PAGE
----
Our last poll looked at what changes people would like to see to the speeds of service on ADSL products has closed and its results are available to view here, as well as previously closed polls.
The poll shows, that 31.6% of the voters, were chasing higher speed downstream products, with 37.7% of these looking for BT to relax the limits and allow ADSL modems to train to the best achievable speed using rate adaption on the upstream (and downstream by implication). This suggests that there is demand both for higher downstream and upstream products and not merely an incremental rise to 384kbps upstream, but a significant change.
Adopting rate adaption to offer the best upstream and downstream speeds would seem the most popular solution all around. Until the release of CBC and UBC pricing this would have been a nightmare to price for the UK market, but since the move by a lot of ISPs to launch metered products, it would be easier to administer.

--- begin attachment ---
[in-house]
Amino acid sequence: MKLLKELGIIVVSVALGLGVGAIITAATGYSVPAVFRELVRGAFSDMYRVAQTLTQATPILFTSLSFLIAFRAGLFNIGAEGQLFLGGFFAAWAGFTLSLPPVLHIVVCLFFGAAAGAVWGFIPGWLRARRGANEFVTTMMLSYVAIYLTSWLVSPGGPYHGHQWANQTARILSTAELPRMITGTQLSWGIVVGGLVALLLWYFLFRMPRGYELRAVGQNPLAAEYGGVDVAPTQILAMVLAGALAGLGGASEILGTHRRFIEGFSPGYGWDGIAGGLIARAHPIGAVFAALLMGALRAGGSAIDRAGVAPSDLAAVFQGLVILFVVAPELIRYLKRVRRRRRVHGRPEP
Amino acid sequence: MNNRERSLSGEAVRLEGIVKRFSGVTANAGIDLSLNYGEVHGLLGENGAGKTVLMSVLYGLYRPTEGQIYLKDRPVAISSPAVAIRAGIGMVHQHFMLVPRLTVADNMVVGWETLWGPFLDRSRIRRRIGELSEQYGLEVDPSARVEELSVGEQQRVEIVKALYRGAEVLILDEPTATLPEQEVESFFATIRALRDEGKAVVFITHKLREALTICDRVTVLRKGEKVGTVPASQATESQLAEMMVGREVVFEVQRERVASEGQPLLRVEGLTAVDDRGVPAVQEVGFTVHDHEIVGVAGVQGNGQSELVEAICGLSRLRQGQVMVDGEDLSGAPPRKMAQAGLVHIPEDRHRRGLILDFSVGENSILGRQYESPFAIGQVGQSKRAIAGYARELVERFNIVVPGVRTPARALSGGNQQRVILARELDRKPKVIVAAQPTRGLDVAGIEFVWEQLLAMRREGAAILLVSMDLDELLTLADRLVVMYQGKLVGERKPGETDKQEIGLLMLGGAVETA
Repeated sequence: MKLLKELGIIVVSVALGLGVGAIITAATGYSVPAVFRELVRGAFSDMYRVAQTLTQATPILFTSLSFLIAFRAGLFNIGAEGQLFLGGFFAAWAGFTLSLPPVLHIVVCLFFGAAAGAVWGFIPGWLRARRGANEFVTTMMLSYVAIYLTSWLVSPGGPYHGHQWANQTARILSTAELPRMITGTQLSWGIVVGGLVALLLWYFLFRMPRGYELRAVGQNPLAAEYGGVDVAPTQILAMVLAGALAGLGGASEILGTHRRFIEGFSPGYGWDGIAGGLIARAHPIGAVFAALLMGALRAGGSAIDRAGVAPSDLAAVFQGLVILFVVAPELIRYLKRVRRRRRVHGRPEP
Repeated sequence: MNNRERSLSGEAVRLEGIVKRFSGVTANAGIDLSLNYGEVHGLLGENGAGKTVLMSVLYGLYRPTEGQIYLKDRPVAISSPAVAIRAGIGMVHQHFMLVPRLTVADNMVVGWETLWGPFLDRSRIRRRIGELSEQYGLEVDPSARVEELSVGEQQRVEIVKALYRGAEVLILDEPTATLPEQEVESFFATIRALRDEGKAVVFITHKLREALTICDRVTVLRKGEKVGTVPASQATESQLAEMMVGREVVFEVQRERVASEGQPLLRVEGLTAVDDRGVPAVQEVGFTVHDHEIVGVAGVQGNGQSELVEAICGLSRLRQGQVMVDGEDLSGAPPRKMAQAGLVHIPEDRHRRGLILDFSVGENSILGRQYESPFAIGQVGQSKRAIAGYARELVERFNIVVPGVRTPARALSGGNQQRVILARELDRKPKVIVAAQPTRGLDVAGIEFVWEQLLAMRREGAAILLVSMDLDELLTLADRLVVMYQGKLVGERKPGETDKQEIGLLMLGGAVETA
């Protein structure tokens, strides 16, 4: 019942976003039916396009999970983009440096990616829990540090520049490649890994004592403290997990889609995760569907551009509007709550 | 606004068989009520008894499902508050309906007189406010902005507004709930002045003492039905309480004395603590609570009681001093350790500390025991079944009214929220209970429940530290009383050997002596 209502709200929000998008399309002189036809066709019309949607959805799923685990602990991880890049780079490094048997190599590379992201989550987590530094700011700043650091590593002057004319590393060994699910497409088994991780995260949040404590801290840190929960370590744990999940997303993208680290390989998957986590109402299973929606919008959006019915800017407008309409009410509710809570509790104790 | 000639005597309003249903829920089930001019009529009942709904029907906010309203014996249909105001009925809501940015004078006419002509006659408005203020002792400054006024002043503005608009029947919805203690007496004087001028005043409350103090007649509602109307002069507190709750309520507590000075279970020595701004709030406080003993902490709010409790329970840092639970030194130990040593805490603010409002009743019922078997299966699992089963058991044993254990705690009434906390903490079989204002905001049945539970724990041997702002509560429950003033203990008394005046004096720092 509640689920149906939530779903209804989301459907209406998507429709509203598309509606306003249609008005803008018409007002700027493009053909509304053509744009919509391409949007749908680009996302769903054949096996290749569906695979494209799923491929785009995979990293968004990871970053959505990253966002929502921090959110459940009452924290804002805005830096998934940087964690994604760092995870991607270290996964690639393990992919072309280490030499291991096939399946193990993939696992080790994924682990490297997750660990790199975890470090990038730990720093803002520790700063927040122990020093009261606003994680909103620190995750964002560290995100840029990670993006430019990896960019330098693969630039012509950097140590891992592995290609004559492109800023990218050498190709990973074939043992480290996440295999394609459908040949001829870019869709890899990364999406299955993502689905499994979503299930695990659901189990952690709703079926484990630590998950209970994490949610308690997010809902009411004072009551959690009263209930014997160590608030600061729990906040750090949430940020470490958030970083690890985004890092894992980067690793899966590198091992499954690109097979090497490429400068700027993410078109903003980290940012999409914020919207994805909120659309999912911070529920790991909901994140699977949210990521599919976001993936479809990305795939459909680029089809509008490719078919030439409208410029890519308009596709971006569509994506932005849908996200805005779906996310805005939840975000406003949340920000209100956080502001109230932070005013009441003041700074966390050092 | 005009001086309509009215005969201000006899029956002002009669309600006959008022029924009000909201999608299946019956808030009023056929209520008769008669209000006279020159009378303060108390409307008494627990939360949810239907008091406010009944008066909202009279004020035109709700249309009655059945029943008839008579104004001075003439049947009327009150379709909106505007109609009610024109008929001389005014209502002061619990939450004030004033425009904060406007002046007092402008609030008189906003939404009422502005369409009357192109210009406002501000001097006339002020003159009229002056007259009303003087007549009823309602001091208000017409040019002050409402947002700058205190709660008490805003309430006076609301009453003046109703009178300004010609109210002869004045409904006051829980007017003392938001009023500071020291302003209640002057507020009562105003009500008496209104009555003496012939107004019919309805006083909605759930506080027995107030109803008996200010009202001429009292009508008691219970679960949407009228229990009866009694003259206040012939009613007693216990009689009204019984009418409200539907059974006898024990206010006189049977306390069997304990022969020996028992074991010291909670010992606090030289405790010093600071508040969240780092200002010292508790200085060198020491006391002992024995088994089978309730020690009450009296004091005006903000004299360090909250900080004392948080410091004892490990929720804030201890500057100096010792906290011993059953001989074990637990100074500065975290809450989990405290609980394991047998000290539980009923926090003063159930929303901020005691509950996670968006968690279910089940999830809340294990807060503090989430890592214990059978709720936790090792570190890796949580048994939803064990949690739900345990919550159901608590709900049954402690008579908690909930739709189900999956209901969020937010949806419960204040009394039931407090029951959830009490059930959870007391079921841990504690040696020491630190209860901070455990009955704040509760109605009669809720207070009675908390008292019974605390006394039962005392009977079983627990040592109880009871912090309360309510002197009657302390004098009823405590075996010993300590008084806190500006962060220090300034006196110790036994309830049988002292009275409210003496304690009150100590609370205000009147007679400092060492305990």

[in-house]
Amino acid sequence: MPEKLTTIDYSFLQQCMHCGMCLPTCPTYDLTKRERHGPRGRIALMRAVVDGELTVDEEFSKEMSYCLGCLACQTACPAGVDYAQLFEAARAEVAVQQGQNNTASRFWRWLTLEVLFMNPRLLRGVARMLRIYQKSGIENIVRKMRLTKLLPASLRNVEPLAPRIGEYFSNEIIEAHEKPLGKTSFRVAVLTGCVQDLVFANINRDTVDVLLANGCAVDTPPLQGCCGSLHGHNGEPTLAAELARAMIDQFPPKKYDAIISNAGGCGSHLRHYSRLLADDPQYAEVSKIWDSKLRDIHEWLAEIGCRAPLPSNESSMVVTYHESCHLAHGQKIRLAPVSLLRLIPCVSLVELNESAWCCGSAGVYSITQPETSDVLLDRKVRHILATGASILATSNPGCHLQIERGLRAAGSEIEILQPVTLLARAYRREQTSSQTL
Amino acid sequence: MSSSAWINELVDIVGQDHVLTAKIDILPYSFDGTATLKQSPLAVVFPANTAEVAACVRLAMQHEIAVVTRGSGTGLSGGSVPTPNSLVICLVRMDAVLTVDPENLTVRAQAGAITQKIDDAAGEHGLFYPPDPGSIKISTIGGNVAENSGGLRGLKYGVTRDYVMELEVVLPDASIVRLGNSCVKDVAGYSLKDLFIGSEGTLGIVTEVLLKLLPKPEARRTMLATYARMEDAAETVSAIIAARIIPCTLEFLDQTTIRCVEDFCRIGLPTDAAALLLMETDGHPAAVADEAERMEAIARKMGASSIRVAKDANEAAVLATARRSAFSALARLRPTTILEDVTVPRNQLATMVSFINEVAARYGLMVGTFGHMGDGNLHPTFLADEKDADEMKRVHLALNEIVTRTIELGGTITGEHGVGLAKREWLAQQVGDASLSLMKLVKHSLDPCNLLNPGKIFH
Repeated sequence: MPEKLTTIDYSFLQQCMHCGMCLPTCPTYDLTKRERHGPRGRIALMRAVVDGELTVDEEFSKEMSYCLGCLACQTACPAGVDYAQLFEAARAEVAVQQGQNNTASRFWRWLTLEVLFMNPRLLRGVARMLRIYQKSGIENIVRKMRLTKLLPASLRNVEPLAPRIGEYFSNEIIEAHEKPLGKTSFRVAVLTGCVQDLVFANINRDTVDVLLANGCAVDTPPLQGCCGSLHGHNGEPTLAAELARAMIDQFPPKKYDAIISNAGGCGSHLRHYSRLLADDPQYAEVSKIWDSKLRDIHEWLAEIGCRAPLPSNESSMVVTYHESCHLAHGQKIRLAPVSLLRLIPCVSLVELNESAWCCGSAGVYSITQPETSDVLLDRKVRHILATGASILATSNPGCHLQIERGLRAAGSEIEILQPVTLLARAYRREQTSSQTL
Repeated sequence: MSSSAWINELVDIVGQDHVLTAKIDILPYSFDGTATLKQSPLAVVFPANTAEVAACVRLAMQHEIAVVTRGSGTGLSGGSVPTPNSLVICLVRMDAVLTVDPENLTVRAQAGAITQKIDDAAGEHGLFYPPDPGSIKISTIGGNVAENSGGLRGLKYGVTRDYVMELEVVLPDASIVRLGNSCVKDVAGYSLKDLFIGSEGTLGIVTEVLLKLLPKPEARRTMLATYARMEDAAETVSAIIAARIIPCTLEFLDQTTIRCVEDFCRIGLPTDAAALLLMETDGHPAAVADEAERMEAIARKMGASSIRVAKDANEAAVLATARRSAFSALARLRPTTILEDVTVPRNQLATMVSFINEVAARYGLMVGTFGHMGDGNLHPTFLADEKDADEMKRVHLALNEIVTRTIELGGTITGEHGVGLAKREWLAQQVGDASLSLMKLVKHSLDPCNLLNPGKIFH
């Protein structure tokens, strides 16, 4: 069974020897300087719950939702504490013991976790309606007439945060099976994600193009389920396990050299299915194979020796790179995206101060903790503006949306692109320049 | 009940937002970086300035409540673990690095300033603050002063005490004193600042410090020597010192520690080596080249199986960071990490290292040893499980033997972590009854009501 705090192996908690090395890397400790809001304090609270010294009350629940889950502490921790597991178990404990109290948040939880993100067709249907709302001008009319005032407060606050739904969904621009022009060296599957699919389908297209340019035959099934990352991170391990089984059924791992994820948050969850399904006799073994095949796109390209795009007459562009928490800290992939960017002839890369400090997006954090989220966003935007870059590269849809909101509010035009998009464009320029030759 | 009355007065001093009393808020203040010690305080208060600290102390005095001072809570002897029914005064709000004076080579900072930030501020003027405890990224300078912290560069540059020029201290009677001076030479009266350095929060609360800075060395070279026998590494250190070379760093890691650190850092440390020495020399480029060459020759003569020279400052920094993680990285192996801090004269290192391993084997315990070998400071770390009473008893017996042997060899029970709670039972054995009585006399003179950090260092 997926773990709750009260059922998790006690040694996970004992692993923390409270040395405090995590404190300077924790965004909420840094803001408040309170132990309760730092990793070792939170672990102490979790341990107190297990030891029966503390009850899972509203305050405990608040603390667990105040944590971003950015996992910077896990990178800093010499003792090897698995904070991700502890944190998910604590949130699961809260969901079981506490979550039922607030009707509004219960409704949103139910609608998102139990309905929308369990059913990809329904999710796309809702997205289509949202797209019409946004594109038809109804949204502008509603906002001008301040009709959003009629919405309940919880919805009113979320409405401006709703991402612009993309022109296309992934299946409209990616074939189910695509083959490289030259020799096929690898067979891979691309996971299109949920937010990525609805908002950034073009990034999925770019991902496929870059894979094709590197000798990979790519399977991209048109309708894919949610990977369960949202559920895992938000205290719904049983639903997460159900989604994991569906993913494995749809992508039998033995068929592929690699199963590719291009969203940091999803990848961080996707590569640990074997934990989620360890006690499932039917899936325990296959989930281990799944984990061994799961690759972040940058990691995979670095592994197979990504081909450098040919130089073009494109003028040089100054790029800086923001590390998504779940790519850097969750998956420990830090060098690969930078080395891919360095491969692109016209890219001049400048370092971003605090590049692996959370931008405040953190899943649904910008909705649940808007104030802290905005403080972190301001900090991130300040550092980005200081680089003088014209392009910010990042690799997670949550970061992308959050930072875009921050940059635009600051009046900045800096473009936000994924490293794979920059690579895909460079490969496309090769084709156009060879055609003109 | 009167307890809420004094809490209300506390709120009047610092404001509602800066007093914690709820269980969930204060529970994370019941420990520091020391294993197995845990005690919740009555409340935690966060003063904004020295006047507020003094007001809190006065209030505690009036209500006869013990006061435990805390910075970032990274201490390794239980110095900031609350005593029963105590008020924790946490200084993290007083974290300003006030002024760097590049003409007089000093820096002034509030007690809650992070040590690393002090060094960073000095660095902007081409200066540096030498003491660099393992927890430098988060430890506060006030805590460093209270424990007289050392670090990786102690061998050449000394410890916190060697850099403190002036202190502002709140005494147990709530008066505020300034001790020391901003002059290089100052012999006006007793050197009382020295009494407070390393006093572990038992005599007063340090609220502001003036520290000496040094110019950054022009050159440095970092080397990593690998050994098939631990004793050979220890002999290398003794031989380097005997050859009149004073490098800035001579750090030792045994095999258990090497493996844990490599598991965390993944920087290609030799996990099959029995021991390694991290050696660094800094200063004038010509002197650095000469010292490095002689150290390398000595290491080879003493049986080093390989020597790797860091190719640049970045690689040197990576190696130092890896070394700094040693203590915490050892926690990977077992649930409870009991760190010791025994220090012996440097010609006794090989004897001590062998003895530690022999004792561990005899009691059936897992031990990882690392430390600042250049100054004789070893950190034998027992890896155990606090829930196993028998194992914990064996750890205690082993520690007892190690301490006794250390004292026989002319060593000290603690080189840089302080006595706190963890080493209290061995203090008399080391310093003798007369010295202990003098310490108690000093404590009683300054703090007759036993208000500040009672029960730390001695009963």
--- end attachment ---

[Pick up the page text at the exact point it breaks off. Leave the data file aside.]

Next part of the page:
Critics of those calling for higher speeds constantly, will cite the relatively low take-up of the existing 2Mbps services. One very good reason for the low take-up has been the variable reputations that the Datastream 2Mbps service providers have developed, and a reluctance for people to change service provider. With IPStream Home 2000 on the way we may see a much higher take-up. One problem with ADSL is that as you boost the downstream speeds beyond 2Mbps the number of people on each exchange who can receive a service decreases, but even if 6Mbps were only available on 40% of the BT phone lines, this is a large potential market.
One area hardly explored is that of higher upstream speeds in the UK, SDSL is over priced for the early adopter market, even LLU barely offers more to users at present. The upstream suffers from similar range limitations to the downstream, but we suspect that there is plenty of scope for higher upstream speeds on the line limits currently used for the 2Mbps services. Perhaps IPStream Home 2000 Adaptive should be launched, with the upstream running at the best it can achieve, i.e. a maximum of 1Mbps, dropping to 256kbps in the worst case.
We hope BT Wholesale and the LLU providers will take note. BT Wholesale should be widening its product portfolio to fully exploit the hardware it has in the exchanges. Additionally LLU providers need to roll-out products that are not just re-runs of the existing ADSL products. The big question is what sort of price premium would people pay for a rate adaptive product.
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